The pipes were for my mates ‘back up’ water supply and I don’t know how many times I’ve been up here over the last few years.


Map picture

Every time I’ve taken the same route, up behind the Torran schoolhouse as far as the fence at the ‘Pipers Rock’ by quad, then walking the fence south eastwards towards Loch.

lochan dubhan

The red line is the path of the new fence the blue dot above the ‘a’ where we park and the dot above the ‘i’ where the ruins are. They’re visible on the satellite image above as shadows and I’ve walked by and through them dozens of times.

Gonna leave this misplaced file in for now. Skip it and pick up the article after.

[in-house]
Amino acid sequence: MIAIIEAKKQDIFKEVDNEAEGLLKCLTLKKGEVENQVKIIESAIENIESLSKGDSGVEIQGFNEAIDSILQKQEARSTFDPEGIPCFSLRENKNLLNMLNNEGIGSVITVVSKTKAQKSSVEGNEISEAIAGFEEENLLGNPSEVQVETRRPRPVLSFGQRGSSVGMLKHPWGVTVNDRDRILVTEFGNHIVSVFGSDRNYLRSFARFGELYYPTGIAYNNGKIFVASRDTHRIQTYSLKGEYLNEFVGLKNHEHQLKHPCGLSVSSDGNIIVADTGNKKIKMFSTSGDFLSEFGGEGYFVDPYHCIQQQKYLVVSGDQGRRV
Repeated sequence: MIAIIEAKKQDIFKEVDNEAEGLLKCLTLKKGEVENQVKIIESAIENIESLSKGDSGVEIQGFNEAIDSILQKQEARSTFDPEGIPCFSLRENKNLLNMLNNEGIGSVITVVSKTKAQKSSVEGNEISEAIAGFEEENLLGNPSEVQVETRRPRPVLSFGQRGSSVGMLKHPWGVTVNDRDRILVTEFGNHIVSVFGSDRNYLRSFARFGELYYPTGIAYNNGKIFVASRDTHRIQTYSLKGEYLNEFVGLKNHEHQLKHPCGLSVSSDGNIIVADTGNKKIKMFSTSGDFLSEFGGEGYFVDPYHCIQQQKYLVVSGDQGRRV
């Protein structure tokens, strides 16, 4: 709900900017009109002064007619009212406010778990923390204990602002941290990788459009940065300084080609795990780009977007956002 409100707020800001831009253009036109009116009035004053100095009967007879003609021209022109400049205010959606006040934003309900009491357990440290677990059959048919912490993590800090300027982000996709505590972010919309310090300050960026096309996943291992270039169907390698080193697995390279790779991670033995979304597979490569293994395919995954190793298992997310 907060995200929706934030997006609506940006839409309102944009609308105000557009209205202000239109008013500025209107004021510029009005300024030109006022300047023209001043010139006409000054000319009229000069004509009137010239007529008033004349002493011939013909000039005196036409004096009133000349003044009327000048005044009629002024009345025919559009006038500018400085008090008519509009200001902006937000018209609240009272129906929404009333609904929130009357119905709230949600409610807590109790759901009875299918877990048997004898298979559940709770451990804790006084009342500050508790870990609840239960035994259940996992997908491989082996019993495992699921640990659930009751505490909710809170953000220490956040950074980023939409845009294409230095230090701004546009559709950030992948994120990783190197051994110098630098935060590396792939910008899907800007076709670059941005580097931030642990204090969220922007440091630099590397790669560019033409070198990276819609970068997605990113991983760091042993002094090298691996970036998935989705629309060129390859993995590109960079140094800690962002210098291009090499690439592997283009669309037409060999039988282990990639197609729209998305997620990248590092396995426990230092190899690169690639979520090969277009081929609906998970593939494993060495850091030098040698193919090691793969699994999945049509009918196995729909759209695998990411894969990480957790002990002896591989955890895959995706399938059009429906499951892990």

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However I’ve never noticed the small structure that my assistant is standing in before,

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it can only be something for catching or dipping sheep.

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I’m guessing it uses that cliff behind as a natural way to lead the sheep through that narrow curved wall into the dry stone trough which has the remains of mortar in between some of the stones.  Even so there is no sign of water up here to fill it and it must have leached out pretty quickly unless it was lined with a tarpaulin or something.

After exploring that we continued on our way to the two lochs where we were going to connect some pipe together as part of my mates hydro project.

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  1. I am the captain of the Pinafore
    And a right good captain too!
    I’m very very good
    And be it understood